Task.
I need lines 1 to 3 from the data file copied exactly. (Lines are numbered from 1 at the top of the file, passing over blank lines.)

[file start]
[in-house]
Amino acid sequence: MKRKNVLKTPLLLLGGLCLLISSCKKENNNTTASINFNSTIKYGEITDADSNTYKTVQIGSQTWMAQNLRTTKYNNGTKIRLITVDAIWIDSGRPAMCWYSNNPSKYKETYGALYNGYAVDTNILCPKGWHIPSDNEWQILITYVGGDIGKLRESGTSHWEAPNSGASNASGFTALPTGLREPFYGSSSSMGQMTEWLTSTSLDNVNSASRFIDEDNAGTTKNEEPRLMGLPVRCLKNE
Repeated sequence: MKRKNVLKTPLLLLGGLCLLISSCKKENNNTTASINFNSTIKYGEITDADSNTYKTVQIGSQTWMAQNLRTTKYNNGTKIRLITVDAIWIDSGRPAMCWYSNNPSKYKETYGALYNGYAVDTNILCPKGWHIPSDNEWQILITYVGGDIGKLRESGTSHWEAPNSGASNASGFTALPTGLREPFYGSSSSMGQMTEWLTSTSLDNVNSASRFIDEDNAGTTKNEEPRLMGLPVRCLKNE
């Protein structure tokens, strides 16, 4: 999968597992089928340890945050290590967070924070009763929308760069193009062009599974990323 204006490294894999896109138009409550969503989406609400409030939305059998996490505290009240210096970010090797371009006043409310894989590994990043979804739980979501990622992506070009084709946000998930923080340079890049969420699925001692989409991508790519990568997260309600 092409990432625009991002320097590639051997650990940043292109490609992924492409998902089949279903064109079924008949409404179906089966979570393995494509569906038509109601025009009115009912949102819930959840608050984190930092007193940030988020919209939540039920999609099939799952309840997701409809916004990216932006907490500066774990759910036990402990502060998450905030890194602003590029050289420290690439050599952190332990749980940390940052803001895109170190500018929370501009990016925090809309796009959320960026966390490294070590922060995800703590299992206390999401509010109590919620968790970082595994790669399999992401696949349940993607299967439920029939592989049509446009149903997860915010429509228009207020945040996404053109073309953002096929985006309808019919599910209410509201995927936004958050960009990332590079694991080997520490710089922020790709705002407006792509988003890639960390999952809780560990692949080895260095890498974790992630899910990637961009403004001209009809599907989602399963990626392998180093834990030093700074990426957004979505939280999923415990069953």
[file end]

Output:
[in-house]
Amino acid sequence: MKRKNVLKTPLLLLGGLCLLISSCKKENNNTTASINFNSTIKYGEITDADSNTYKTVQIGSQTWMAQNLRTTKYNNGTKIRLITVDAIWIDSGRPAMCWYSNNPSKYKETYGALYNGYAVDTNILCPKGWHIPSDNEWQILITYVGGDIGKLRESGTSHWEAPNSGASNASGFTALPTGLREPFYGSSSSMGQMTEWLTSTSLDNVNSASRFIDEDNAGTTKNEEPRLMGLPVRCLKNE
Repeated sequence: MKRKNVLKTPLLLLGGLCLLISSCKKENNNTTASINFNSTIKYGEITDADSNTYKTVQIGSQTWMAQNLRTTKYNNGTKIRLITVDAIWIDSGRPAMCWYSNNPSKYKETYGALYNGYAVDTNILCPKGWHIPSDNEWQILITYVGGDIGKLRESGTSHWEAPNSGASNASGFTALPTGLREPFYGSSSSMGQMTEWLTSTSLDNVNSASRFIDEDNAGTTKNEEPRLMGLPVRCLKNE